Even though it's the new kid on the block (relatively speaking), Google's Chrome browser is rapidly becoming the standard that other browsers are measured against in terms of speed and usability. There's a ton to be written about how to get the most out of Google's deceptively-simple browser, but today we're focusing just on the brass tacks. Read on for 10 quick tips to help you make the most of Google Chrome and when you're done, hit the comments and tell us your own favorites!
Consider yourself a power user, do you? Then why rock but a single homepage? You can configure Chrome to load multiple sites every time you open your browser. Click the Wrench icon and navigate to Tools > Basics and start adding sites. Don’t overdo it though—you’ll bog down your initial load time.
The Google Suggests feature in Chrome is your key to impressing co-workers with your unlimited knowledge of numbers. Just type your math query into the Omnibar and the answer will appear without ever having to punch the Enter key. Goodbye Windows Calculator!
Have a sneaky suspicion one of your tabs is a resource pig? You can find out which sites are dragging your browser (and your system) down. Just hit Shift+Esc to open up Chrome’s built-in Task Manager to see how much memory and CPU cycles each tab is consuming.
If you want access to new features before everyone else, you have to subscribe to Chrome’s Beta or Dev channel, both of which replace your stable build. Not keen with that? Try Chrome’s Canary build (http://tinyurl.com/2b2jof9). It’s the most frequently updated version of Chrome, and it installs alongside whatever other version you’re running.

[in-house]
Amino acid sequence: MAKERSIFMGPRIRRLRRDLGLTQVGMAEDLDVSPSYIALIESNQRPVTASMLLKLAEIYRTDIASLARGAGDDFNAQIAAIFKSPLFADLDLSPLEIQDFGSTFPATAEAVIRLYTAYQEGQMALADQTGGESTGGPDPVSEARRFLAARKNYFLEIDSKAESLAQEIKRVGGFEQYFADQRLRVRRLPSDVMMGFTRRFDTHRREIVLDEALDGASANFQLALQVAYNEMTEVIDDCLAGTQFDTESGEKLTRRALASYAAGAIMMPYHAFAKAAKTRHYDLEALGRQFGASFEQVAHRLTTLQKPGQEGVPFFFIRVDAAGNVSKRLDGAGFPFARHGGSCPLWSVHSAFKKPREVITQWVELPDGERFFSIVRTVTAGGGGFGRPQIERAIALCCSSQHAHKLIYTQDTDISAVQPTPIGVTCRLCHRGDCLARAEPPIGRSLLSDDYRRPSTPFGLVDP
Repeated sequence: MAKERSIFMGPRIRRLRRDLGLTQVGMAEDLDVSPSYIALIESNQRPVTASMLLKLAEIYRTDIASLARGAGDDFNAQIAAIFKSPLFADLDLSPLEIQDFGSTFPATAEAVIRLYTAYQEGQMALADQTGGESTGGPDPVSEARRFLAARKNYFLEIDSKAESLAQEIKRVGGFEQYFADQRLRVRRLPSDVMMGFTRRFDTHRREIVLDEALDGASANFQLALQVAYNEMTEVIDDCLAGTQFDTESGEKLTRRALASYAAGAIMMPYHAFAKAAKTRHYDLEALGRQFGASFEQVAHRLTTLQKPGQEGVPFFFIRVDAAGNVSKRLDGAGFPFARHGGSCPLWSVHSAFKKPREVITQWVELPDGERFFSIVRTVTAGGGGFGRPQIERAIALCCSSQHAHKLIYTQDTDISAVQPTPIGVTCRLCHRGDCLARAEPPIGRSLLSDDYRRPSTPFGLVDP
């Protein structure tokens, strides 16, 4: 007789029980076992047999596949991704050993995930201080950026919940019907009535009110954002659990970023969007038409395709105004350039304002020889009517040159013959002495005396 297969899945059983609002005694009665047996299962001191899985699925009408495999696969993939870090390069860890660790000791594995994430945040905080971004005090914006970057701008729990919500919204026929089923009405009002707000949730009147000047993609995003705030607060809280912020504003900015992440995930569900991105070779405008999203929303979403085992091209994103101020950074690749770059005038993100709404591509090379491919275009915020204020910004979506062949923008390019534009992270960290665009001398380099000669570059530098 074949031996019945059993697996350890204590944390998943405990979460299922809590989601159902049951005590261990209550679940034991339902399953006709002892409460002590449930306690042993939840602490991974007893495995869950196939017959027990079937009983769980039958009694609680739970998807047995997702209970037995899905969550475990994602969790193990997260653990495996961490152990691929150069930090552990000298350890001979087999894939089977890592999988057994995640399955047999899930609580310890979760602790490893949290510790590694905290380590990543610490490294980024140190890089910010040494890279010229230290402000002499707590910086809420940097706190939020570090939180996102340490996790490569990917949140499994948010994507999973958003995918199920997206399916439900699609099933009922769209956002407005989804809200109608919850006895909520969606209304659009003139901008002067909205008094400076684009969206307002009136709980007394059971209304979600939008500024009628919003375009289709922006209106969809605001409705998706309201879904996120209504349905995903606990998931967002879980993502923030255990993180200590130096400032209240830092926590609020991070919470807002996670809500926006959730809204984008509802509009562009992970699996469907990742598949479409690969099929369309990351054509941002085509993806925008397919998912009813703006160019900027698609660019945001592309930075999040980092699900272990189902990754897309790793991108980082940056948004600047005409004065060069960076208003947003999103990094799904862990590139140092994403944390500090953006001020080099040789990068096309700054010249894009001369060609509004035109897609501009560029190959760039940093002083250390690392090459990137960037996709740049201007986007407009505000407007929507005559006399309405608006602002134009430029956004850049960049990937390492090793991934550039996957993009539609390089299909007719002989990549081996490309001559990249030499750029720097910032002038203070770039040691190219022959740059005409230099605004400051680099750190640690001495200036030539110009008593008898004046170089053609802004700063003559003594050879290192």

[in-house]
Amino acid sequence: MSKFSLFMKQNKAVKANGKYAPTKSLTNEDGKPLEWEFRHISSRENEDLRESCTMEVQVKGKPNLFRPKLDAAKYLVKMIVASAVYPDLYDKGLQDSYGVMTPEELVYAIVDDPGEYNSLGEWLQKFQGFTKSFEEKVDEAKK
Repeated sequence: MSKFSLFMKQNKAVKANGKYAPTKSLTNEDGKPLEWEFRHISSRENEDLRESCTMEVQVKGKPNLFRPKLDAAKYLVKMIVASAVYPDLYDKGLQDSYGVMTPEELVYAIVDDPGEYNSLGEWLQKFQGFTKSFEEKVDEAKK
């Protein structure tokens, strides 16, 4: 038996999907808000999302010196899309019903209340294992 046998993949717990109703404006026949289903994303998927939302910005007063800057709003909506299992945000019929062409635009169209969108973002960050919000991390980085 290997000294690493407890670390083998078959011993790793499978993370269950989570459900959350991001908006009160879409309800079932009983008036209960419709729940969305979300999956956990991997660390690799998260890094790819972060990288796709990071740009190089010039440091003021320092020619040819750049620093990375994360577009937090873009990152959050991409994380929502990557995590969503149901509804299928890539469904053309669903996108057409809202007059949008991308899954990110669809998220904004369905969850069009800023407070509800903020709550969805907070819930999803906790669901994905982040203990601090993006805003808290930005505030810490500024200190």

App shortcuts open in a dedicated window devoid of browser buttons and are handy for frequently accessed sites, like Gmail, Twitter, Facebook, YouTube, and, well, you get the idea. To create one, navigate to Wrench > Tools > Create application shortcuts… and punch the Create button.
Once you’ve burrowed deep within a website, navigating back several pages (or to the beginning) involves rapid firing the backspace key. Hello carpal tunnel. There’s a better way click and hold Chrome’s back button to see a list of links you’ve been to. This works with the forward button, too.
You’re probably already familiar with Firefox’s About:Config page, and while this doesn’t work in Chrome, several other About pages do exist. Try these on for size:
We don’t condone hacking into someone else’s website, but you can muck with any webpage locally so that the changes are only visible on your PC. Right-click any part of a page you want to alter and select Inspect element. Any changes you make to the Elements tab will appear in real time.
The Inspect element option is also your gateway to seeing how fast certain parts of your site (or anyone else’s site) load. Access the Inspect element option the same as before, but this time head over to the Resources tab. Use this info to code a super lean webpage.
One of the headaches that come with being a power surfer is that our browser window quickly gets cluttered with tabs. Luckily for us, Google made it easy to wrangle tabs into manageable favicons that take up much less space. Just right-click and select Pin Tab.
Now that you've read through our tips, tell us what we missed! Hit the comments to chime in. If we think your submission is the best, we'll send you two Maximum PC collector's edition coins.